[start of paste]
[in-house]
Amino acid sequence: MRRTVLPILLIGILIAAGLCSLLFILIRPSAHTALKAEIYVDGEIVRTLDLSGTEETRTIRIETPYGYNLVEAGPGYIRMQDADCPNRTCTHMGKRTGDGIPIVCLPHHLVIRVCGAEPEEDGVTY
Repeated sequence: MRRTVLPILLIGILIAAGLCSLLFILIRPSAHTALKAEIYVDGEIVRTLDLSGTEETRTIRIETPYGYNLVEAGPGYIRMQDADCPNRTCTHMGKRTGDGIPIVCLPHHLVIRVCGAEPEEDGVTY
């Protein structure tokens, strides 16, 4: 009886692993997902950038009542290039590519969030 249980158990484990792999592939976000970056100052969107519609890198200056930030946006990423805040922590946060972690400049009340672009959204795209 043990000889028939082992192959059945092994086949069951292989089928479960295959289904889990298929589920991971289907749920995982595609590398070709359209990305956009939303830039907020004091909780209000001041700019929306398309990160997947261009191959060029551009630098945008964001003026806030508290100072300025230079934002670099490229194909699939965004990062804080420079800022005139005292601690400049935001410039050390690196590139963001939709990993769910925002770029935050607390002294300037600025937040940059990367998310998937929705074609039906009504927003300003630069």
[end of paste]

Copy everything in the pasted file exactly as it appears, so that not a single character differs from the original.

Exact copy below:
[in-house]
Amino acid sequence: MRRTVLPILLIGILIAAGLCSLLFILIRPSAHTALKAEIYVDGEIVRTLDLSGTEETRTIRIETPYGYNLVEAGPGYIRMQDADCPNRTCTHMGKRTGDGIPIVCLPHHLVIRVCGAEPEEDGVTY
Repeated sequence: MRRTVLPILLIGILIAAGLCSLLFILIRPSAHTALKAEIYVDGEIVRTLDLSGTEETRTIRIETPYGYNLVEAGPGYIRMQDADCPNRTCTHMGKRTGDGIPIVCLPHHLVIRVCGAEPEEDGVTY
């Protein structure tokens, strides 16, 4: 009886692993997902950038009542290039590519969030 249980158990484990792999592939976000970056100052969107519609890198200056930030946006990423805040922590946060972690400049009340672009959204795209 043990000889028939082992192959059945092994086949069951292989089928479960295959289904889990298929589920991971289907749920995982595609590398070709359209990305956009939303830039907020004091909780209000001041700019929306398309990160997947261009191959060029551009630098945008964001003026806030508290100072300025230079934002670099490229194909699939965004990062804080420079800022005139005292601690400049935001410039050390690196590139963001939709990993769910925002770029935050607390002294300037600025937040940059990367998310998937929705074609039906009504927003300003630069």